Hello and welcome to the 116th installment of Things I Read That I Love, wherein I share with you some of the longer-form journalism/essays I’ve read recently so that you can read them too and we can all know more about Julian Assange! This “column” is less feminist/queer focused than the rest of the site because when something is feminist/queer focused, I put it on the rest of the site. Here is where the other things are.
The title of this feature is inspired by the title of Emily Gould’s tumblr, Things I Ate That I Love.
*Ghosting (March 2014), by Andrew O’Hagan for The London Review of Books – Okay, I was like, I really don’t feel like reading an epically long piece about Julian Assange. Then I started reading this piece and I was like, holy shit, THIS IS SO GOOD. Seriously you should read it.
The Playboy Interview: A Candid Conversation With Nick Denton (February 2014), by Jeff Bercovici for Playboy – Well, I disagree with most of his predictions for the future of journalism, but I always read Denton interviews because he built a blogging empire and is rich now and there were some educational aspects to this.
The Secret Life of Gitmo’s Women (February 2014), by Sarah Mirk and Lucy Bellwood for narrative.ly – “Two female Navy veterans pull back the curtain on Guantanamo Bay, where the war on terror meets a military culture rife with harassment and sexual assault.” It’s written graphic novel style.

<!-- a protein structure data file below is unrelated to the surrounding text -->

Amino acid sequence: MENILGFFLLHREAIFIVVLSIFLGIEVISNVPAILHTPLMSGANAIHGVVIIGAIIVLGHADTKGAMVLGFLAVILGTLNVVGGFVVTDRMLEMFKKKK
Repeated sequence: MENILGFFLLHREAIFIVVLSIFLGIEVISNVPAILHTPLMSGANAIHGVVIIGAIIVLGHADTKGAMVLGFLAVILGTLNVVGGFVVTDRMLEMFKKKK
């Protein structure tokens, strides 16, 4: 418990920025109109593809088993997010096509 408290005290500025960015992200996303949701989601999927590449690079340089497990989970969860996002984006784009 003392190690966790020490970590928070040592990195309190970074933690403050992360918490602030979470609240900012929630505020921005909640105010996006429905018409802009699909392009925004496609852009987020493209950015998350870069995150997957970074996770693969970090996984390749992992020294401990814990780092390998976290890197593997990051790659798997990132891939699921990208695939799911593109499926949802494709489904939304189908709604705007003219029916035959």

The Unofficial Robert Ebert Primer on Addiction (February 2014), by Ted Pillow for The Morning News - This was great. “Those who have ventured into the darker corners of addiction know that one of its few consolations, once the fun has worn off, is the camaraderie with fellow practitioners. Substance abuse sets the user apart from the daily lives of ordinary people. No matter how well the addict may seem to be functioning, there is always the secret agenda, the knowledge that the drug of choice is more important than the mundane business at hand, such as friends, family, jobs, play and sex.”
What Men Find Beneath Female Masks (February 2014), by Luke Malone for The Atlantic – “Inside the increasingly common practice—and business—of female masking.”
Notes From Freedom County, by Joseph Osmundson for The Rumpus- There’e music in here, too. “The way I see myself depends on this place. It was rough where I grew up and we weren’t rich and a lot of folks were really poor. Arlington is way more important to me that I am to it. It lives in me. The kid that I was there is not quite dead. People move to New York to forget their past, to reinvent themselves. Small town kids seeking anonymity or fame. I never wanted to divorce myself from who I was back home. I might not love how that kid dressed, I might not be proud of all his self-effacing awkwardness, but I need him. Without him, I am simultaneously no one and everyone. Without him, I am generic. Without him, I am a white man in America. Without him, I am a subdivision and a Safeway and a McDonalds.”
The Endangered Art of The Movie Novelization (February 2014), by Will Sloan for Random House – A really interesting look at the process behind turning screenplays into novels, a practice most popular for sci-fi and fantasy films, and the business of it.
Who Killed Heather Brodus (February 2014), by Bojana Sandic for narrative.ly - “It’s been three and a half years since Nancy Smith’s daughter turned up dead on the streets of Long Beach. She’s canvassed the neighborhood and learned disturbing details of her daughter’s secret life. But she still has no answers.”